Tag: prophets

Lament #5

Lament #5

Submitted by Steve Pomeroy

O God of the disconnected, how easy it is to withdraw, to restrict our safe space, to limit our vision, to decide not to see.  Why do we do that, God?  Why do I do that, God?  Why have you created us in the greatness of freedom and allowed us to become chained with the need to be safe?  Why have you endowed us with the spirit of adventure that calls us to new journeys, but let us be fearful of risking so many first steps?

Embolden us, God – embolden me, God – to escape the entanglements of the safety nets we have created.  Help us to reach for your heavens and make them the stuff of our earth.  Amen.

How to Write a Lament

Lament #4

Lament #4

Submitted by Susan Gregory

Creator of All,

I am SO concerned and horrified by the events happening in Gaza and Israel. So many innocent lives are being shattered. So many are dying. God, this cannot be your will. How long will you just be an observer?

My prayerful request is that your Holy Spirit touch the decision makers in such a powerful way that they cannot resist. That they will stop the hostilities and take steps to permanent peace.

Lord, you have intervened before with warring nations. You empowered the women of Liberia to bring peace. Please don’t wait so long this time to touch hearts and transform the warriors into literal peacemakers.

How to Write a Lament

Lament #3

Lament #3

Submitted by Barbara Wilson

Infinite Spaciousness,

Within You all is possible – and is already happening.
At all times I am being acted upon by Your Will – by Your Divine Plan.

I hear the frustration, even more, the defeat and emptiness in the voices of Your children who appear to be beyond hope.
Yet they reach out to me for help – scarce believing.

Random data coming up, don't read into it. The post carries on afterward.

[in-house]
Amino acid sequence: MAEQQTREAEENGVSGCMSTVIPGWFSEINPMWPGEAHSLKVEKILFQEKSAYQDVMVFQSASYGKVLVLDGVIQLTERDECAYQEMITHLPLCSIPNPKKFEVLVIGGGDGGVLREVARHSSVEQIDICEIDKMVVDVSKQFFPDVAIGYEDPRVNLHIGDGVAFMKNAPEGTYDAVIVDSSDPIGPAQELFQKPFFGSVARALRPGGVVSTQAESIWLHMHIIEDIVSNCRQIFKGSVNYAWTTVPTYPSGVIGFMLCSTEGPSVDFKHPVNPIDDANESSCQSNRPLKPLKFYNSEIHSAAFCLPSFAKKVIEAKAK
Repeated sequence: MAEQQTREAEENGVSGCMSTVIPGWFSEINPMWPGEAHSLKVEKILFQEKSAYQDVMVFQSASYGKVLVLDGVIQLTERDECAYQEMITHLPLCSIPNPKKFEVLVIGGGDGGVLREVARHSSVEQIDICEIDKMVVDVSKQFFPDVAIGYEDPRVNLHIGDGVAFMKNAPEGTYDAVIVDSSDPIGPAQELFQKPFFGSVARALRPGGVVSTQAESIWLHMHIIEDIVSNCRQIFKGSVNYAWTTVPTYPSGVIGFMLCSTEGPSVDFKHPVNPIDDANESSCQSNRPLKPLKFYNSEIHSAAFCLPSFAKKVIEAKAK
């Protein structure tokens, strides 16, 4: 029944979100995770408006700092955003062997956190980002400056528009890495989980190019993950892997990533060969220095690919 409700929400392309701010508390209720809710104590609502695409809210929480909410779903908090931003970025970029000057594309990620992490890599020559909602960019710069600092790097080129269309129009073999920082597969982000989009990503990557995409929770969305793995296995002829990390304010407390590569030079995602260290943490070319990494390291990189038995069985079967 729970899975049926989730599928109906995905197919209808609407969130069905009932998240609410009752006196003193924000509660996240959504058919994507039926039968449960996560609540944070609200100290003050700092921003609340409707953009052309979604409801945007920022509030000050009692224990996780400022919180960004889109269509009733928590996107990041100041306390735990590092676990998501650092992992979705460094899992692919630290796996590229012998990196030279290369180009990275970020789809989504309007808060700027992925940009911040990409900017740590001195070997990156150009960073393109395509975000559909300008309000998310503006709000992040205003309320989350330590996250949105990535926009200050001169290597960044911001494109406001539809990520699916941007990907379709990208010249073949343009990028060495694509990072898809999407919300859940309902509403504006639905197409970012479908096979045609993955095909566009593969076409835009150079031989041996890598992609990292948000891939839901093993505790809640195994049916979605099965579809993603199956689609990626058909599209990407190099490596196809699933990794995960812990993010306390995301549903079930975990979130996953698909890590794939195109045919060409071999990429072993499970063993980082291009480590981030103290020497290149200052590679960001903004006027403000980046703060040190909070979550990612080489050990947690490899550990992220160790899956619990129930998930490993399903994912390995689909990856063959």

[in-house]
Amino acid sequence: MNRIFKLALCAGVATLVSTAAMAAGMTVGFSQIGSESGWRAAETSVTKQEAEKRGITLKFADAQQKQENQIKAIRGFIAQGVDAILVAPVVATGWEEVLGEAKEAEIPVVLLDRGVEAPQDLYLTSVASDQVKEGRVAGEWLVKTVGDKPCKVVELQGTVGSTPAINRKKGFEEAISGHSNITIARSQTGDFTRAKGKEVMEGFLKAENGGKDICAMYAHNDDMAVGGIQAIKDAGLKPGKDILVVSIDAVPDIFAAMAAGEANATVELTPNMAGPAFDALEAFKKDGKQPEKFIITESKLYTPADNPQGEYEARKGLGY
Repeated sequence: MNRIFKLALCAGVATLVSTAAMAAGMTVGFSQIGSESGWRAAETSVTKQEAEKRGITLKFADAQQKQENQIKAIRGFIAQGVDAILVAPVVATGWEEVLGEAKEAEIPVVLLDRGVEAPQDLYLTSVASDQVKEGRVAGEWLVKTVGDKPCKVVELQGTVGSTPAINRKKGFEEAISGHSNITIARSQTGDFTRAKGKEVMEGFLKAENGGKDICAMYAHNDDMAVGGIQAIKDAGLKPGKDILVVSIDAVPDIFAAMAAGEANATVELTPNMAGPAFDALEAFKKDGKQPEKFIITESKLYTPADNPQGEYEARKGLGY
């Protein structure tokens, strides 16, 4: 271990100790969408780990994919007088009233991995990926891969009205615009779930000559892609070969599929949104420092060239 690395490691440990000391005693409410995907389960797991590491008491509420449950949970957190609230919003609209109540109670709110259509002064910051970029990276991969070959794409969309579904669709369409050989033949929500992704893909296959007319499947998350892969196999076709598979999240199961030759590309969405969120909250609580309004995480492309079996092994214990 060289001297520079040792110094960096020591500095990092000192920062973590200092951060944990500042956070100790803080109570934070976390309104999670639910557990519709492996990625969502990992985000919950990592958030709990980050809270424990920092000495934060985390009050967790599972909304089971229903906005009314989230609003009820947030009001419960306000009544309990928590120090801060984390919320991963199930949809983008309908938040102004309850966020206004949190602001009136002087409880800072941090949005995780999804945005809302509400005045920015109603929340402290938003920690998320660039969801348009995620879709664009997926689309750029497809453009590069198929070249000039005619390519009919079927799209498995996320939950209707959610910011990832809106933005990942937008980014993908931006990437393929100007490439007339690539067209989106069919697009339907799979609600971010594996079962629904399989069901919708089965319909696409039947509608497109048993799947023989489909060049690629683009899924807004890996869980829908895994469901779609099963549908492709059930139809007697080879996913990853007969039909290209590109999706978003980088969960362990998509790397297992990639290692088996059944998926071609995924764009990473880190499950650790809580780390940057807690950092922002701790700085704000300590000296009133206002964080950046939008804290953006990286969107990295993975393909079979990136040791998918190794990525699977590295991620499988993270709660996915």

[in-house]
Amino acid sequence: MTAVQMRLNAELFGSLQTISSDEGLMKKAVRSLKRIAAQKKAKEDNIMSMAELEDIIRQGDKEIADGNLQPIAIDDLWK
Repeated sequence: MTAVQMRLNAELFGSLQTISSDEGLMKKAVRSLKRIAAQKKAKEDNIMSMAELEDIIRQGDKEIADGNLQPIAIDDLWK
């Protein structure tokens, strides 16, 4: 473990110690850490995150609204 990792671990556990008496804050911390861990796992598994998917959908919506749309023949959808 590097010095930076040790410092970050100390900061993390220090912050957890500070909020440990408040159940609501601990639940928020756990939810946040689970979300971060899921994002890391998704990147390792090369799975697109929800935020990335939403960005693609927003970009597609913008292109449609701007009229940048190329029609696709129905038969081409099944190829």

Help me help them. Show me the way.  I know that You prepared the way even before they called.

Help me lay aside my past conditionings so that I can fully respond to Your Will now.
That Your Will be done.  That Your Will be accomplished in their lives.

I now release all into Your care and keeping, knowing that You Hear, You Know, You Care, You are at Work.  Thank you, it is done.
Amen.

How to Write a Lament

Lament #2

Lament #2

Submitted by Ashley Whitham

Mama God,

the One who holds me in Her arms when life is too much;
the One who wipes away the tears from my face and kisses my forehead;
the One who knows my pain before I speak it aloud;
the One who is my companion when I am lonely;

We are loose, lost, disconnected.

So many of Your children have been without the fellowship of each other for so long.
We are social creatures, as You made us to be, longing for community.

Be so obviously present for those waiting to rejoin community.
Please send Your Holy Spirit to guide our pastors and leaders as we rediscovery felloship.

Mama God, You are the eternal demonstration of community. I rely on Your example as we move forward.

How to Write a Lament

Prayer of Lament

Prayer of Lament

Submitted by Ron Harmon

O great disruptor of the status quo,

Why do the voices of those who preach division and fear seem to drown out the voices of inclusion and hope?

Why does justice seem to illude those places in our world where your people call out for release?

Why are those of us who claim to follow you often so slow to respond?

God break into our complacency,

Disrupt our isolation with the voices of those who yearn for a different tomorrow.

Help us to see what we have not been able to see,

To hear what we have not been able to hear.

Grant us courage to encounter the suffering,

Speak disruptive truth,

Envision your alternative future,

And live your alternative future into being.

We trust that your purposes continue to unfold.

We are grateful you continue to nudge us into the future.

Amen.

How to Write a Lament

Creating a Prophet’s Playlist – Frustration

Creating a Prophet’s Playlist – Frustration

Have you ever listened to the same song for more than an hour? How about two? Currently, as I’m writing this, I’m nearly finished with hour three listening to the same song. I was up late, cleaning. (I’m a mom – it’s easier to clean when the kids aren’t actively making it dirty…) I started a youtube video while I cleaned, but just let it autoplay. I have no idea what route it took, because I missed a couple songs in the middle while I was vacuuming. But by the time I finished cleaning and sat back down, it was a reaction video to the song “The Sound of Silence” covered by Disturbed. It’s not a new song to me. I grew up listening to all sorts of folk music as well as music from the 1950’s and 60’s, including Simon & Garfunkel’s “The Sound of Silence.” But I had never heard this cover.